Discovering and Utilizing Character Strengths

This intervention is intended for adults and requires no additional cost.

Intervention Overview

Dr. Martin Seligman and his colleague Chris Peterson (2004) identified 24 personality traits or “character strengths,” that each person can possess in varying degrees. These character strengths include traits such as kindness, compassion, gratitude, hope and perseverance . Each character strength is grouped into one of six values: wisdom, temperance, humility, courage, justice and transcendence (VIA Institute on Character, n.d.). Identifying and utilizing one’s core strengths in daily life and at work can promote a greater sense of engagement and flow (Seligman et al., 2005). For teachers, implementing core character strengths at work is associated with improvements in positive emotion and work satisfaction, as well as reduced stress and burnout (McCullough, 2015).

Intervention Guide

Materials: Paper, pencil, free VIA character strengths test found here
Duration: 20-30 minutes, repeat as needed.
Implementation:
  1. Identify your top five strengths through the VIA character strengths test. The basic version of the test is offered free of charge at viacharacter.org. 
  2. Review the definitions of each of your top five strengths. 
  3. Make a plan for how you can use one of those five strengths in a new way each day for one week.
  4. Repeat activity as needed.

Does it work?

In a study of about 500 participants, Martin Seligman and colleagues (2005) assessed the impact of various positive psychology interventions, including a character strengths activity, on emotional wellbeing. For one of the activities, participants were instructed to use one of their core character strengths in a new way each day for a week. Participants in the activity reported increased happiness and decreased symptoms of depression up to six months following the intervention(Seligman et al., 2005). Mollie McCullough(2015) studied this same intervention, but with a small group of elementary school teachers. Teachers participated in four, hour-long sessions over the course of 2 weeks in which they worked together with researchers to discover their core character strengths and develop plans for implementing those strengths in new ways at work. Teacher participants experienced increased happiness, work satisfaction, and decreased stress and burnout at post-intervention and a month later, although the degree of these effects varied per teacher (McCullough, 2015).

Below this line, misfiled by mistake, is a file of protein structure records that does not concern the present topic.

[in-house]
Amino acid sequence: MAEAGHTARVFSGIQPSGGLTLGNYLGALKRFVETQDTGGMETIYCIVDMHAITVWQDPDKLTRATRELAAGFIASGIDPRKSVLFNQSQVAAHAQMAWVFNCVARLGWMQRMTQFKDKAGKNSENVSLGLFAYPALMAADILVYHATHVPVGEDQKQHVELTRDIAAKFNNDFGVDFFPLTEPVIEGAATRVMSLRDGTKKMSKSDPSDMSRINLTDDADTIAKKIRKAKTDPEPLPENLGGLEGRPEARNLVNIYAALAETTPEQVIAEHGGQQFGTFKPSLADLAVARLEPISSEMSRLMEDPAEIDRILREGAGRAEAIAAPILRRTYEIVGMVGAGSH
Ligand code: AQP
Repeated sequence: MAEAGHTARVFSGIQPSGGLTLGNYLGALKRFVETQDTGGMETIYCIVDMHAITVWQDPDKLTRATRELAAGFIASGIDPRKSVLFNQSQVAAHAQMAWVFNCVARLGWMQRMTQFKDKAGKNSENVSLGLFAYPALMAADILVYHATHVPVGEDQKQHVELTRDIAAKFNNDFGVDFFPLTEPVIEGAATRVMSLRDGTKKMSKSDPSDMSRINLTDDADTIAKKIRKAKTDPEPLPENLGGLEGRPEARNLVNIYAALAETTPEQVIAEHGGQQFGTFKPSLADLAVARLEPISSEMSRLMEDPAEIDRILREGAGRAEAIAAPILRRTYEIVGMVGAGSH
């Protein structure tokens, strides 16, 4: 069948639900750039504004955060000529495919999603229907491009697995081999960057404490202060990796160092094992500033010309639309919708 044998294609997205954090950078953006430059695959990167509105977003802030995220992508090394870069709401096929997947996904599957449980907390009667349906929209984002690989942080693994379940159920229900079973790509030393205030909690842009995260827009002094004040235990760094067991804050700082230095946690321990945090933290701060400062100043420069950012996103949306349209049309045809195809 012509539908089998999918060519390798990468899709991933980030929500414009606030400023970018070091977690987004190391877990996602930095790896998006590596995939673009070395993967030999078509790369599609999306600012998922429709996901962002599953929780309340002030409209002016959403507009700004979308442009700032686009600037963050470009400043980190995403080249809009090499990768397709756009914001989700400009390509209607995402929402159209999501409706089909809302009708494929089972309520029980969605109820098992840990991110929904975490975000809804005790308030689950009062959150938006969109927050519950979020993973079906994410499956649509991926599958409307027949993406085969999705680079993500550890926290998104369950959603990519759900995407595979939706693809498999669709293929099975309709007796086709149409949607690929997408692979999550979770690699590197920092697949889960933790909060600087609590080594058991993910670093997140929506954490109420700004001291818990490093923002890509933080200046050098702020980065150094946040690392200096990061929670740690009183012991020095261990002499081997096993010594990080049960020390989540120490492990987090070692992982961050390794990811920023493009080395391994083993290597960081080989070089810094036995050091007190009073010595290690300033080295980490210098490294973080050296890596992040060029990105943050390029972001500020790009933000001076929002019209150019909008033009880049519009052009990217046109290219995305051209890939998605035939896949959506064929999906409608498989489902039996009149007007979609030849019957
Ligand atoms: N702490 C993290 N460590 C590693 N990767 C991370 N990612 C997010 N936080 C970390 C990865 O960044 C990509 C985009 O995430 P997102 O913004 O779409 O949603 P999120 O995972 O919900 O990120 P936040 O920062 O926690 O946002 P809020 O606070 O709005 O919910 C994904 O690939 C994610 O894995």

Lavy and Littman-Ovadia (2017) surveyed 1,095 participants from various occupations, about a quarter of whom worked in education, to better understand the impact of strengths use at work on employee wellbeing. Participants completed multiple self-reported surveys evaluating their understanding and use of character strengths at work, job satisfaction, productivity, engagement, and organizational citizenship behavior (OCB). OCB involves contributions that go beyond job responsibilities in the workplace, such as helping coworkers, showing tolerance, and participating in organizational events(Lavy & Littman-Ovadia, 2017). Strengths use at work had a direct relationship to higher levels of work productivity, satisfaction and OCB. It was also suggested that gains in these domains by strengths use may also be mediated by levels of positive affect and engagement(Lavy & Littman-Ovadia, 2017).

References:

Lavy, S., & Littman-Ovadia, H. (2017). My better self: Using strengths at work and work productivity, organizational citizenship behavior, and satisfaction. Journal of Career Development, 44(2), 95–109.  https://doi.org/10.1177%2F0894845316634056

McCullough, M. (2015). Improving elementary teachers' well-being through a strengths-based Intervention: A multiple baseline single-case design. University of South Florida. https://digitalcommons.usf.edu/etd/5990                  

Peterson, C. & Seligman, M. (2004). Character strengths and virtues: A handbook and classification. Oxford University Press.

Seligman, M., Steen, T.A., Park, N. & Peterson, C. (2005) Positive psychology progress: Empirical validation of intervention. American Psychologist, 60(5), 410–421. https://doi.org/10.1037/0003-066X.60.5.410 

VIA Institute on Character. (n.d.) The 24 character strengths. https://www.viacharacter.org/character-strengths